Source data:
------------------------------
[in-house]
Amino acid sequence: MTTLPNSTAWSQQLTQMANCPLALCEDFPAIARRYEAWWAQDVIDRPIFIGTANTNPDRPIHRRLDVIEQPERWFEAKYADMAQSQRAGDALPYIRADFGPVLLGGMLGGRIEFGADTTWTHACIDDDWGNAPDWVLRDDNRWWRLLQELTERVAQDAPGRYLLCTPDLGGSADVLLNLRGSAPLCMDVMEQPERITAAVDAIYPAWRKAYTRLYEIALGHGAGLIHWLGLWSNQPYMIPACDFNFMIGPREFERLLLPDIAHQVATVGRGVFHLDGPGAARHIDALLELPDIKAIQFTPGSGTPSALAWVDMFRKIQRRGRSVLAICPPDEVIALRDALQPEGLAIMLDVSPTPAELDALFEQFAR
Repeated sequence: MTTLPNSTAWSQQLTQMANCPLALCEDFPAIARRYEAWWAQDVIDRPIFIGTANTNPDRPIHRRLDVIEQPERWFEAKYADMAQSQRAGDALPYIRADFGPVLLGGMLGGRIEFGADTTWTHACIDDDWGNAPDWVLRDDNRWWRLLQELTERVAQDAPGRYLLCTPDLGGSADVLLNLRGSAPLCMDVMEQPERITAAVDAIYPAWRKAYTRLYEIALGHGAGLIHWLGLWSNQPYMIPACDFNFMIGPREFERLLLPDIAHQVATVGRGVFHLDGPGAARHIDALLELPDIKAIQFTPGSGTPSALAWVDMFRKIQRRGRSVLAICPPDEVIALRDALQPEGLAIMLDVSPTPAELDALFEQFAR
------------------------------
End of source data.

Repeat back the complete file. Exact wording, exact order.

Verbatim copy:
[in-house]
Amino acid sequence: MTTLPNSTAWSQQLTQMANCPLALCEDFPAIARRYEAWWAQDVIDRPIFIGTANTNPDRPIHRRLDVIEQPERWFEAKYADMAQSQRAGDALPYIRADFGPVLLGGMLGGRIEFGADTTWTHACIDDDWGNAPDWVLRDDNRWWRLLQELTERVAQDAPGRYLLCTPDLGGSADVLLNLRGSAPLCMDVMEQPERITAAVDAIYPAWRKAYTRLYEIALGHGAGLIHWLGLWSNQPYMIPACDFNFMIGPREFERLLLPDIAHQVATVGRGVFHLDGPGAARHIDALLELPDIKAIQFTPGSGTPSALAWVDMFRKIQRRGRSVLAICPPDEVIALRDALQPEGLAIMLDVSPTPAELDALFEQFAR
Repeated sequence: MTTLPNSTAWSQQLTQMANCPLALCEDFPAIARRYEAWWAQDVIDRPIFIGTANTNPDRPIHRRLDVIEQPERWFEAKYADMAQSQRAGDALPYIRADFGPVLLGGMLGGRIEFGADTTWTHACIDDDWGNAPDWVLRDDNRWWRLLQELTERVAQDAPGRYLLCTPDLGGSADVLLNLRGSAPLCMDVMEQPERITAAVDAIYPAWRKAYTRLYEIALGHGAGLIHWLGLWSNQPYMIPACDFNFMIGPREFERLLLPDIAHQVATVGRGVFHLDGPGAARHIDALLELPDIKAIQFTPGSGTPSALAWVDMFRKIQRRGRSVLAICPPDEVIALRDALQPEGLAIMLDVSPTPAELDALFEQFAR